Achievement house reopens

Achievement House manager Neil Fynn.

Like many organisations partially reliant on a charitable hand, Cambridge’s Achievement House has felt the effects of Covid.

The disability enterprise re-opened this week after a stop-start year which left its workers feeling anxious and confused.  Events have been canned. A big one is the annual Christmas party laid on by Rotary Cambridge, stopped due to Covid restrictions, and because fundraising has been compromised, the flow-on effects will be felt down the track.

Nonetheless, even though December is normally quiet at the Wilson St premises, there is a new optimism at having the doors open again.  Achievement House manager Neil Fynn puts it down to the workshop floor staff finally being able to regroup. Even with Covid protocols in place, workers are comfortable in their environment, free from judgement and the competitiveness of the corporate world.

“We provide an important haven here. No-one is coerced into coming … it is entirely their choice,” said Neil.  “Lockdown has been hard, particularly for those living on their own.  The changes have been confusing and scary, the isolation has brought loneliness. While we have kept in touch with them via phone, it hasn’t been the same as being here.”

Achievement House has been here since the late 1970s.  It offers people with disabilities an opportunity to be employed as part of a community in a town where they can readily mix with others socially.  Theirs is the smallest of nine such enterprises in the country, contracted for support to the Ministry of Social Development and Ministry of Health.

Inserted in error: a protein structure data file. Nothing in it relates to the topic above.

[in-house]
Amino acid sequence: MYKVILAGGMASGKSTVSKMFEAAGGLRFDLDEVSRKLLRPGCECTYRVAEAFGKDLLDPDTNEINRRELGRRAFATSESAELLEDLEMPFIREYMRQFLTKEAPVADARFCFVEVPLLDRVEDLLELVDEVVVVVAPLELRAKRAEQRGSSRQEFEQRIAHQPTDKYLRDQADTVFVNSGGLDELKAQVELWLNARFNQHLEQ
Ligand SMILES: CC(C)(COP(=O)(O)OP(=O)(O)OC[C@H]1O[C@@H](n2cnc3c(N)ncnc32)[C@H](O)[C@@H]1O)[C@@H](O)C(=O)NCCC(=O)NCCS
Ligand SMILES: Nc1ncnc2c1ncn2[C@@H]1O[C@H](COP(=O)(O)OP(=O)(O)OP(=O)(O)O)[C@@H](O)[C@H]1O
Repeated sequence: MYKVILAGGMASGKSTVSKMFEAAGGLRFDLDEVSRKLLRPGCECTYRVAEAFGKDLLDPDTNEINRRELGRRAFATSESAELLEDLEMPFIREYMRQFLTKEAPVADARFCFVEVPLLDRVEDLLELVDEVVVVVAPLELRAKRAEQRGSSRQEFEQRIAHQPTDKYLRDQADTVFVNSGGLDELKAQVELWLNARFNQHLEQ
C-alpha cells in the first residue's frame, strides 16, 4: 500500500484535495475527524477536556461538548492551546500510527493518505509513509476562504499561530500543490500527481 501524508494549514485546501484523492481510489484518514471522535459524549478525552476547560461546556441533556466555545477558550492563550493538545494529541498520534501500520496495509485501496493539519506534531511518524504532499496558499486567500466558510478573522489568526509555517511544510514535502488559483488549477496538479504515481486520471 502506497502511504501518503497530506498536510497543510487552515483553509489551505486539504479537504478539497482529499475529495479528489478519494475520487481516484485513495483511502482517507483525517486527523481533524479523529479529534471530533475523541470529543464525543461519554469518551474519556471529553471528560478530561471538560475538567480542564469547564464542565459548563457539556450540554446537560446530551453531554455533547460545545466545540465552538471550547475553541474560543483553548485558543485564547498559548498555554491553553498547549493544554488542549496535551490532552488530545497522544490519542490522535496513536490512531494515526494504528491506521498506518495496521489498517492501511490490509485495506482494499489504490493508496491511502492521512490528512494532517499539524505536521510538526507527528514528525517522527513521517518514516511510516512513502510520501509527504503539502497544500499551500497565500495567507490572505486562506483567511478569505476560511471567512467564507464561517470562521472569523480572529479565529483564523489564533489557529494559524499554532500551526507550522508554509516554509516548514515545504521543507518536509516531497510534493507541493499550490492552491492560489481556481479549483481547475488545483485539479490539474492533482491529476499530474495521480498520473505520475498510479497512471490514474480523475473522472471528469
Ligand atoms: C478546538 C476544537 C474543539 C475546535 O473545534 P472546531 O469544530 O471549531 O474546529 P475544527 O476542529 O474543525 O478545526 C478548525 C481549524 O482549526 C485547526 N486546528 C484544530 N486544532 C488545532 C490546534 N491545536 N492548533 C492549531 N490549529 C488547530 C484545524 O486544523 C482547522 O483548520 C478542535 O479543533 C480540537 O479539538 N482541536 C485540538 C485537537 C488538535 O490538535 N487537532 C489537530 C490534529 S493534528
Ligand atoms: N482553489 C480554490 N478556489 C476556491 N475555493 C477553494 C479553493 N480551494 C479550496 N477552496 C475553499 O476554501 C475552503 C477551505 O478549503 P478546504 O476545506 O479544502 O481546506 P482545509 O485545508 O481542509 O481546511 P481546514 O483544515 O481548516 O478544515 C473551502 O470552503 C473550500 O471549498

Neil said the 40 contracted workers come from Cambridge, Hamilton and the wider Waipā area. They find their way to do whatever hours they prefer, often making use of the free bus service available to anyone with a disability.  Once at the purpose-built workshop, they assemble and package components for various companies, some of which are major players on the international scene, which means that quality control on the shop floor is rigorous. Helping them are programme supervisors.

Neil said the workers were fully supported financially during lockdown periods, but he is concerned that some of the businesses they contract to may have found alternative ways of doing those jobs in the interim, potentially leaving gaps in the workflow.

He is also concerned at how upcoming changes to the disability sector may affect organisations like Achievement House.  He said it was important to ensure that workers like theirs are protected against changes that may make them more vulnerable.

In the meantime, because so much of his job has segued into social work – helping the workers navigate their way through Covid requirements when few are computer literate or have phones – he is considering bringing on a part-time social worker.  The problem will be funding that move, making it even more important to reinstate fundraising that has been disrupted over the past two years.

A Christmas of sorts is still on the cards. Rotary Cambridge will pop over for a festive lunch soon, at which they will hand out gifts they have gathered for each of the 40 workers.

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